Why Does the Left Have to Politicize Football?
I like my coffee black and my NFL football straight, to paraphrase “Broadway Joe” Namath. In a recent blog critical of the International Olympic Committee (“Jazzman Fails to Sanctify“), I wrote “my worst nightmare is the NFL getting involved in partisan politics like the IOC.” Sports are supposed to be what Jay Nordlinger calls a “safe zone” from politics.
I have been a sports fan since I have been conscious. Sports provide me an emotional release. I have all the DirecTV sports packages. This time of year is fun as we are in the middle of the NFL and college football seasons and the playoffs for Major League Baseball. Two New York teams I am fans of, the Yankees and the New York “Football” Giants, are having great seasons. Plus, I was raised a Dodger fan (my Mother rooted for the Brooklyn Dodgers) and they are in the playoffs … and I’m also a lifelong Notre Dame fan (my Father was a Notre Dame fan) who play USC at home this week. This is a great weekend to be a sports junkie.
This does not make me unaware of politics in sports. I just prefer to root for players in the context of their roles as players, not as “spokesmen” or “role models”. I appreciate team play and devotion to winning in an athlete. I don’t care what their politics are and don’t want to know. Ownership is also part of major league sports. Bad or good ownership, in a sports sense, really does matter. Owners are part of the game. Dan Rooney, inherited owner of the reigning Super Bowl champs, the Pittsburgh Steelers, thanked President Barack Obama during the Lombardi trophy presentation last year. (I had repressed that memory until the Limbaugh-NFL controversy emerged.) Fans are used to star players thanking God, or their parents, etc., after a big victory. But it was a bizarre sight to see an NFL owner thank a president for winning the Super Bowl.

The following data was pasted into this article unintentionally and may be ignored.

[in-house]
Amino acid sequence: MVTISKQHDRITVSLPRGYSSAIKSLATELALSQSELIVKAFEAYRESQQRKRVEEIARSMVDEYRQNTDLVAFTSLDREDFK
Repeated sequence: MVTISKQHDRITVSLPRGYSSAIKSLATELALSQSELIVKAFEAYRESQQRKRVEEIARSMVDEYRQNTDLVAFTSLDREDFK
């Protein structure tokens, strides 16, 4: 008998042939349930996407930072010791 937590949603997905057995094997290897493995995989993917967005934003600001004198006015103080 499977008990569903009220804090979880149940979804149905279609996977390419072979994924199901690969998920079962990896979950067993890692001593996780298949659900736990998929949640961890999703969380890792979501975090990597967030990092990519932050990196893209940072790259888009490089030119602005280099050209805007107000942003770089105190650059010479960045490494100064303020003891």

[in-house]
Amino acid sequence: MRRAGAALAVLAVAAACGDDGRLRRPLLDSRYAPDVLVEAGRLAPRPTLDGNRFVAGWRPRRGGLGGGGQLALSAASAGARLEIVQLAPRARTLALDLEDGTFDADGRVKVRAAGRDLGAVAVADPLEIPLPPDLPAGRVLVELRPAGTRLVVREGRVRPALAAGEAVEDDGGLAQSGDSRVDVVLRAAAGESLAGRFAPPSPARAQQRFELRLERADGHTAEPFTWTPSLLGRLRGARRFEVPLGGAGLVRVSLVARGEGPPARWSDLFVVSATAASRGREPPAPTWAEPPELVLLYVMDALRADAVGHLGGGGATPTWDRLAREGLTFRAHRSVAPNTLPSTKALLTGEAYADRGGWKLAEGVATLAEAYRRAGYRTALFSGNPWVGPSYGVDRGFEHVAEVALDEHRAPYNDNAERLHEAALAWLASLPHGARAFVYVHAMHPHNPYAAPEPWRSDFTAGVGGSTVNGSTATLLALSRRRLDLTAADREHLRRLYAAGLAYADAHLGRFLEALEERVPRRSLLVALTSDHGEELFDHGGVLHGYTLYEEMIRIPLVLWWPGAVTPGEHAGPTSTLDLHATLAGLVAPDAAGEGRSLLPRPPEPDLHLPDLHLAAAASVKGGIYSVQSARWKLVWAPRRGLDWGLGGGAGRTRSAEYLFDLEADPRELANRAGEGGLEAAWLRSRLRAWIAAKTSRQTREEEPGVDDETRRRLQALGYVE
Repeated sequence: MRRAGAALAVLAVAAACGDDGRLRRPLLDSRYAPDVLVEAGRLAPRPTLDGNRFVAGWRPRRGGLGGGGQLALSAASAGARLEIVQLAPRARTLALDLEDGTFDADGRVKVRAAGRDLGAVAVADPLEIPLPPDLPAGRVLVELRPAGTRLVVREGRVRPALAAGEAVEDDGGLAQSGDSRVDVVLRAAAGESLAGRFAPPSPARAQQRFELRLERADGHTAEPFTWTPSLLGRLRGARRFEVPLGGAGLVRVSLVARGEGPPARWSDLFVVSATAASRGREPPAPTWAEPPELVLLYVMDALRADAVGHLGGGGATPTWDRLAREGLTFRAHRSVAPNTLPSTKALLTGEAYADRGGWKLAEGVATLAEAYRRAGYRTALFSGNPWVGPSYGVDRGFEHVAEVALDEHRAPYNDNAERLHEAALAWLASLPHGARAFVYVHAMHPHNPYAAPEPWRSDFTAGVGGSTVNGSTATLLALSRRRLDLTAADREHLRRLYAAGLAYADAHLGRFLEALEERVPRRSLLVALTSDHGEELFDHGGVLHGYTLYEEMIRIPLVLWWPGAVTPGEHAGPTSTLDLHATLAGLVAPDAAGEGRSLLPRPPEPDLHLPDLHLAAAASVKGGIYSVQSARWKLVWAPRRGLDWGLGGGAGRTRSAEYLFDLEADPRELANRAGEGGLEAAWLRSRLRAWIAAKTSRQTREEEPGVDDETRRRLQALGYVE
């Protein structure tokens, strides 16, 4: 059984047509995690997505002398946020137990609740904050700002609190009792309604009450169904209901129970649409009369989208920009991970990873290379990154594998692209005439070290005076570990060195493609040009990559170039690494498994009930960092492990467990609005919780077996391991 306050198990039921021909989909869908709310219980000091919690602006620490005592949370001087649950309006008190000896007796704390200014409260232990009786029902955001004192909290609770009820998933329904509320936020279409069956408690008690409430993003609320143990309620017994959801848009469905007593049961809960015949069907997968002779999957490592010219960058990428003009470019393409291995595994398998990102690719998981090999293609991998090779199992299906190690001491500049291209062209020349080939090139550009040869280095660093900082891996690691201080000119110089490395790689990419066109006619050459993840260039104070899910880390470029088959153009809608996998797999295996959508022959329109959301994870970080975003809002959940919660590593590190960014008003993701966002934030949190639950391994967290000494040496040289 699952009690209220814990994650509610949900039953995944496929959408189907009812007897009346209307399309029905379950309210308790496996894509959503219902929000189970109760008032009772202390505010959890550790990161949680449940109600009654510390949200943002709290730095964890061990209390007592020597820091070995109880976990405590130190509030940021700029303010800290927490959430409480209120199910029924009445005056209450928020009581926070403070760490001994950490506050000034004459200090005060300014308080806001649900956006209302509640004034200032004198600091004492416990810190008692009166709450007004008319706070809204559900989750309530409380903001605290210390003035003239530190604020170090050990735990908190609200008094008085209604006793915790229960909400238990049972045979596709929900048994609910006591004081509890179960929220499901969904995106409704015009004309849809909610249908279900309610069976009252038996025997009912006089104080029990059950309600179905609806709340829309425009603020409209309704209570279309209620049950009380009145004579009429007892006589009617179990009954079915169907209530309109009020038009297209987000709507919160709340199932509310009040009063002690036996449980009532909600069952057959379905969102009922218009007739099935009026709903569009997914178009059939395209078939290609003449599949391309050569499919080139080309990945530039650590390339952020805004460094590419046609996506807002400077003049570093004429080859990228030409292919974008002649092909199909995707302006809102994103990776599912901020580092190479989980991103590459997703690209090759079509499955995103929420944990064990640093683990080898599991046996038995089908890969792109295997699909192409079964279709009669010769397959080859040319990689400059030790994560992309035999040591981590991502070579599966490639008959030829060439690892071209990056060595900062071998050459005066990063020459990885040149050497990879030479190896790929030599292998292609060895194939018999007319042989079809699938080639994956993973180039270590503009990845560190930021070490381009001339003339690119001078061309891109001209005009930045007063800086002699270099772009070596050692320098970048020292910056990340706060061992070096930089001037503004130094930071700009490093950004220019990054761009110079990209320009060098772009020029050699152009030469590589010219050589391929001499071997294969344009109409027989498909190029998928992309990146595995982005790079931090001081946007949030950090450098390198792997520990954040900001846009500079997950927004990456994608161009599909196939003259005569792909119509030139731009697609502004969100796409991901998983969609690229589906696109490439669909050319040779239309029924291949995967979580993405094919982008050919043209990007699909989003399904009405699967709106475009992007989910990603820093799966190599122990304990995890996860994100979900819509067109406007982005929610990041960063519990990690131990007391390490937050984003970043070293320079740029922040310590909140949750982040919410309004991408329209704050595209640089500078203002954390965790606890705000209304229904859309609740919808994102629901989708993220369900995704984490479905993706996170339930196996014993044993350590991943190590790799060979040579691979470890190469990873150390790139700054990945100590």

If you believe Rush Limbaugh was rejected in his role as a minority bidder for the St. Louis Rams because of his 2003 comments about Philadelphia Eagles QB Donovan McNabb, you are being naive. True to my “safe-zone” roots, I thought Limbaugh was off base when he implied fans and sports writers overrated McNabb because they wanted a “black QB to succeed.” My view is that real NFL fans don’t think that way. Nor do they have “to try” and not think that way. They just don’t. If Eagle fans root for, or hate, Donovan McNabb, it is not because he is black or white. It is because they think he is either a winner or a loser, period. Fans could care less, one way or the other, if “a black QB succeeds.” They just want their team’s QB to succeed. Limbaugh was making dumb football commentary, even if it is the case some sports writers may have “secretly” thought that way, as Allen Barra of the Wall Street Journal contended at the time.
This is about payback for Rush Limbaugh, not “racially insensitive” comments about McNabb, himself no stranger to “racially insensitive” comments (McNabb rips T.O. for wanting white QB).
The Left decided to go after him. So they dragged out the usual hypocritical race huckstering suspects, like Al Sharpton and Jesse Jackson, to create enough controversy to make the NFL reject any bid involving Limbaugh. The last thing sports leagues want is to be politically controversial. So they strung Limbaugh out to dry. Of course, this is the same league which just reinstated the “Lord High Dog Executioner,” Michael Vick, as the back-up QB, ironically, for the Eagles’ McNabb. The NFL chooses selectively as to when “sensitivity” matters.
One more thing. Don’t think Steelers owner Dan Rooney, now also Ambassador to Ireland, was not in the middle of this. Can the White House be far behind? What do you think?